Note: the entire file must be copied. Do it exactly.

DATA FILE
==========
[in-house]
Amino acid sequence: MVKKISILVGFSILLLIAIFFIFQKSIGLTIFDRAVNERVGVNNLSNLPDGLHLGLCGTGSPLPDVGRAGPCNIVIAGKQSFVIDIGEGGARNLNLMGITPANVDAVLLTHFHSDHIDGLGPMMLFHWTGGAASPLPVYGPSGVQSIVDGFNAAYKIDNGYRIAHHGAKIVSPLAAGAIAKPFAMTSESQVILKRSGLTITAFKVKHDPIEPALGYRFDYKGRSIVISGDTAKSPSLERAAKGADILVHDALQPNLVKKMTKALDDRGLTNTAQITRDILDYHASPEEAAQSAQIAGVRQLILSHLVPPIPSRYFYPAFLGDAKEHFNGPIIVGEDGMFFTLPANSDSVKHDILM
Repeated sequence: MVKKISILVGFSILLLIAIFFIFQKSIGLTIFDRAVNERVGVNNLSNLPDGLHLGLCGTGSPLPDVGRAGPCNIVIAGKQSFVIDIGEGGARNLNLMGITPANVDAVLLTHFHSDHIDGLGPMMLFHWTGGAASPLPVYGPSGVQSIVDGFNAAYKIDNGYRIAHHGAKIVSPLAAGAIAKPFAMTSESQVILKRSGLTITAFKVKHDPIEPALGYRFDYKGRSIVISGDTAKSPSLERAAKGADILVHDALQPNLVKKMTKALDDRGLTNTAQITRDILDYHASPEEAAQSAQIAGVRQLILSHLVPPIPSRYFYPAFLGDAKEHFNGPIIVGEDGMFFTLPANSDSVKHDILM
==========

[in-house]
Amino acid sequence: MVKKISILVGFSILLLIAIFFIFQKSIGLTIFDRAVNERVGVNNLSNLPDGLHLGLCGTGSPLPDVGRAGPCNIVIAGKQSFVIDIGEGGARNLNLMGITPANVDAVLLTHFHSDHIDGLGPMMLFHWTGGAASPLPVYGPSGVQSIVDGFNAAYKIDNGYRIAHHGAKIVSPLAAGAIAKPFAMTSESQVILKRSGLTITAFKVKHDPIEPALGYRFDYKGRSIVISGDTAKSPSLERAAKGADILVHDALQPNLVKKMTKALDDRGLTNTAQITRDILDYHASPEEAAQSAQIAGVRQLILSHLVPPIPSRYFYPAFLGDAKEHFNGPIIVGEDGMFFTLPANSDSVKHDILM
Repeated sequence: MVKKISILVGFSILLLIAIFFIFQKSIGLTIFDRAVNERVGVNNLSNLPDGLHLGLCGTGSPLPDVGRAGPCNIVIAGKQSFVIDIGEGGARNLNLMGITPANVDAVLLTHFHSDHIDGLGPMMLFHWTGGAASPLPVYGPSGVQSIVDGFNAAYKIDNGYRIAHHGAKIVSPLAAGAIAKPFAMTSESQVILKRSGLTITAFKVKHDPIEPALGYRFDYKGRSIVISGDTAKSPSLERAAKGADILVHDALQPNLVKKMTKALDDRGLTNTAQITRDILDYHASPEEAAQSAQIAGVRQLILSHLVPPIPSRYFYPAFLGDAKEHFNGPIIVGEDGMFFTLPANSDSVKHDILM